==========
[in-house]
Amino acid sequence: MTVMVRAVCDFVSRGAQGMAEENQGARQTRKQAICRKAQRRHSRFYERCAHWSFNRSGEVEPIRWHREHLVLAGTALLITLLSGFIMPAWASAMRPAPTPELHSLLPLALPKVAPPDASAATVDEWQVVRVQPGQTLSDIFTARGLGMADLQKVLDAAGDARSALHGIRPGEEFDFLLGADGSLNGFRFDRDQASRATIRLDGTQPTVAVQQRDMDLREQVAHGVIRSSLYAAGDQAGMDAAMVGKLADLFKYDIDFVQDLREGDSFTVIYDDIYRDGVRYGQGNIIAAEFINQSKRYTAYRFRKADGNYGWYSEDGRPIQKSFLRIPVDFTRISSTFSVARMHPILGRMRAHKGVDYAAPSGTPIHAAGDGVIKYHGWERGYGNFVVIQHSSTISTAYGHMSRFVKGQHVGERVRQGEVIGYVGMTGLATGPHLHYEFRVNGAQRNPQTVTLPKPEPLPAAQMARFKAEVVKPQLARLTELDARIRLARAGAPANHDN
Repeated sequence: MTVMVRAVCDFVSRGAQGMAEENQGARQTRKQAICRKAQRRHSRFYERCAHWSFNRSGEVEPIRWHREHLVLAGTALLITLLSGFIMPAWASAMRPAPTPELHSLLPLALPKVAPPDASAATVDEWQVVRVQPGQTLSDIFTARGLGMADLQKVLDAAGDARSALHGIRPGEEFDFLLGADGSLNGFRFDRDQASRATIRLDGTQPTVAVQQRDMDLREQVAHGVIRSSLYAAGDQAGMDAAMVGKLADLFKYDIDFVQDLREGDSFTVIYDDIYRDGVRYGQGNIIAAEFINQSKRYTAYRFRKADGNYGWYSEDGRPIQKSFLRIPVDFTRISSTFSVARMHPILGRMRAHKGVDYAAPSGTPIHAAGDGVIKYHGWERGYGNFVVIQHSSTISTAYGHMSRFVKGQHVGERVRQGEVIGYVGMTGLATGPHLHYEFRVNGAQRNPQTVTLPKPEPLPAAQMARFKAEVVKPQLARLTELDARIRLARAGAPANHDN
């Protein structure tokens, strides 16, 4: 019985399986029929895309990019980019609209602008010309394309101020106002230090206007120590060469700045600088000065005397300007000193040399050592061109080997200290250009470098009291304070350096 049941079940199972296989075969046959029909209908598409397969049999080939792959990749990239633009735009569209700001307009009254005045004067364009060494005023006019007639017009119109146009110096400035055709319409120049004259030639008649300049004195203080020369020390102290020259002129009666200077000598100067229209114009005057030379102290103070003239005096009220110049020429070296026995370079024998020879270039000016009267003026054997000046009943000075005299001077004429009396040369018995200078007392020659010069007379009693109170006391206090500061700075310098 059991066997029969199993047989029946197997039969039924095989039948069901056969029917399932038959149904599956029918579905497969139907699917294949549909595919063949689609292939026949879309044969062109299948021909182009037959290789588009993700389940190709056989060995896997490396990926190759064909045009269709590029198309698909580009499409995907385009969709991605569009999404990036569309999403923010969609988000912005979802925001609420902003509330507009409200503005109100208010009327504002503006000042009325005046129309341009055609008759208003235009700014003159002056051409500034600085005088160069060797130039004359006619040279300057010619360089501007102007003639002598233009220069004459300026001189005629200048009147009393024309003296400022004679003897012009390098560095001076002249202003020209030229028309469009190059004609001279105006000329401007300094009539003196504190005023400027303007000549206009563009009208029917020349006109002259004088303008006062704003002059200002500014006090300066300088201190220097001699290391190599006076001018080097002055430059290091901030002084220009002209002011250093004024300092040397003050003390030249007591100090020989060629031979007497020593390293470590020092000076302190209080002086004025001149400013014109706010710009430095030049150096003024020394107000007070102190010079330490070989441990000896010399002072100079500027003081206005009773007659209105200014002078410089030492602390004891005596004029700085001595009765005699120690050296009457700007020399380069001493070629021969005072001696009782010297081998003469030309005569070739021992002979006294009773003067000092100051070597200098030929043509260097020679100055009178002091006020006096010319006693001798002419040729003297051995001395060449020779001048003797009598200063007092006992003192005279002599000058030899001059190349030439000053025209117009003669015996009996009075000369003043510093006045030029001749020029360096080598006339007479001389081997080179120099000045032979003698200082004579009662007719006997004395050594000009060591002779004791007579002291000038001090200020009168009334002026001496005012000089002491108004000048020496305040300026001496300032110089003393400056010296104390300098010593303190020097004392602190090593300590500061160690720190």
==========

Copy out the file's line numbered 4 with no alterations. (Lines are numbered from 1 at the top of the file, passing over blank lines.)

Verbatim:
């Protein structure tokens, strides 16, 4: 019985399986029929895309990019980019609209602008010309394309101020106002230090206007120590060469700045600088000065005397300007000193040399050592061109080997200290250009470098009291304070350096 049941079940199972296989075969046959029909209908598409397969049999080939792959990749990239633009735009569209700001307009009254005045004067364009060494005023006019007639017009119109146009110096400035055709319409120049004259030639008649300049004195203080020369020390102290020259002129009666200077000598100067229209114009005057030379102290103070003239005096009220110049020429070296026995370079024998020879270039000016009267003026054997000046009943000075005299001077004429009396040369018995200078007392020659010069007379009693109170006391206090500061700075310098 059991066997029969199993047989029946197997039969039924095989039948069901056969029917399932038959149904599956029918579905497969139907699917294949549909595919063949689609292939026949879309044969062109299948021909182009037959290789588009993700389940190709056989060995896997490396990926190759064909045009269709590029198309698909580009499409995907385009969709991605569009999404990036569309999403923010969609988000912005979802925001609420902003509330507009409200503005109100208010009327504002503006000042009325005046129309341009055609008759208003235009700014003159002056051409500034600085005088160069060797130039004359006619040279300057010619360089501007102007003639002598233009220069004459300026001189005629200048009147009393024309003296400022004679003897012009390098560095001076002249202003020209030229028309469009190059004609001279105006000329401007300094009539003196504190005023400027303007000549206009563009009208029917020349006109002259004088303008006062704003002059200002500014006090300066300088201190220097001699290391190599006076001018080097002055430059290091901030002084220009002209002011250093004024300092040397003050003390030249007591100090020989060629031979007497020593390293470590020092000076302190209080002086004025001149400013014109706010710009430095030049150096003024020394107000007070102190010079330490070989441990000896010399002072100079500027003081206005009773007659209105200014002078410089030492602390004891005596004029700085001595009765005699120690050296009457700007020399380069001493070629021969005072001696009782010297081998003469030309005569070739021992002979006294009773003067000092100051070597200098030929043509260097020679100055009178002091006020006096010319006693001798002419040729003297051995001395060449020779001048003797009598200063007092006992003192005279002599000058030899001059190349030439000053025209117009003669015996009996009075000369003043510093006045030029001749020029360096080598006339007479001389081997080179120099000045032979003698200082004579009662007719006997004395050594000009060591002779004791007579002291000038001090200020009168009334002026001496005012000089002491108004000048020496305040300026001496300032110089003393400056010296104390300098010593303190020097004392602190090593300590500061160690720190």